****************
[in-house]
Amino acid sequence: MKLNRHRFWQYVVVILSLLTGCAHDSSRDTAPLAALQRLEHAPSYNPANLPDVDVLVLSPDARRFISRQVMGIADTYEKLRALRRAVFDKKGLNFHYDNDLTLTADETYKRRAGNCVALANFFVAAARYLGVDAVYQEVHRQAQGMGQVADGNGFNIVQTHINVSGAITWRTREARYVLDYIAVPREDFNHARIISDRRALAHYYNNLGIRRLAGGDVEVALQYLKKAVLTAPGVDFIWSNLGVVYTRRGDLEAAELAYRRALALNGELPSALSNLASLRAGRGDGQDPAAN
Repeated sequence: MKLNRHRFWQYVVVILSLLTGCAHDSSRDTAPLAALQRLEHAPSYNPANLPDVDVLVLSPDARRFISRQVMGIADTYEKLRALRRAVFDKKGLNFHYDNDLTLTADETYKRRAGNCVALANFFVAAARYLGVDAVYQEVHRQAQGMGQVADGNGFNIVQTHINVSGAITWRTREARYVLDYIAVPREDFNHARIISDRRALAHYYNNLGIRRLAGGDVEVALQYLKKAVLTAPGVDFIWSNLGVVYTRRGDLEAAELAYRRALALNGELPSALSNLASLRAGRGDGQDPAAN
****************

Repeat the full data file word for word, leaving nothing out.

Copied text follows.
[in-house]
Amino acid sequence: MKLNRHRFWQYVVVILSLLTGCAHDSSRDTAPLAALQRLEHAPSYNPANLPDVDVLVLSPDARRFISRQVMGIADTYEKLRALRRAVFDKKGLNFHYDNDLTLTADETYKRRAGNCVALANFFVAAARYLGVDAVYQEVHRQAQGMGQVADGNGFNIVQTHINVSGAITWRTREARYVLDYIAVPREDFNHARIISDRRALAHYYNNLGIRRLAGGDVEVALQYLKKAVLTAPGVDFIWSNLGVVYTRRGDLEAAELAYRRALALNGELPSALSNLASLRAGRGDGQDPAAN
Repeated sequence: MKLNRHRFWQYVVVILSLLTGCAHDSSRDTAPLAALQRLEHAPSYNPANLPDVDVLVLSPDARRFISRQVMGIADTYEKLRALRRAVFDKKGLNFHYDNDLTLTADETYKRRAGNCVALANFFVAAARYLGVDAVYQEVHRQAQGMGQVADGNGFNIVQTHINVSGAITWRTREARYVLDYIAVPREDFNHARIISDRRALAHYYNNLGIRRLAGGDVEVALQYLKKAVLTAPGVDFIWSNLGVVYTRRGDLEAAELAYRRALALNGELPSALSNLASLRAGRGDGQDPAAN